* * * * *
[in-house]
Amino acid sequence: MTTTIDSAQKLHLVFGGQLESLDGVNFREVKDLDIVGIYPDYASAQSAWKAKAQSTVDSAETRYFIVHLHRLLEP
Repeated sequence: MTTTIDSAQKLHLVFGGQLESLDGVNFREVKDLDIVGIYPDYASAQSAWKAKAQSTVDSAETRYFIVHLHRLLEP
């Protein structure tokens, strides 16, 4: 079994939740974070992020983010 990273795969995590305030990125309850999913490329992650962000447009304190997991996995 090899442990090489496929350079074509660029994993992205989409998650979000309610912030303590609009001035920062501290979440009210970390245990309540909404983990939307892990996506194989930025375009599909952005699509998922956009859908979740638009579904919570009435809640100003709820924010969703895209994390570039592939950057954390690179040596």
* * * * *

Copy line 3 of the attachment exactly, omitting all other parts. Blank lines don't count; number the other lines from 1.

Repeated sequence: MTTTIDSAQKLHLVFGGQLESLDGVNFREVKDLDIVGIYPDYASAQSAWKAKAQSTVDSAETRYFIVHLHRLLEP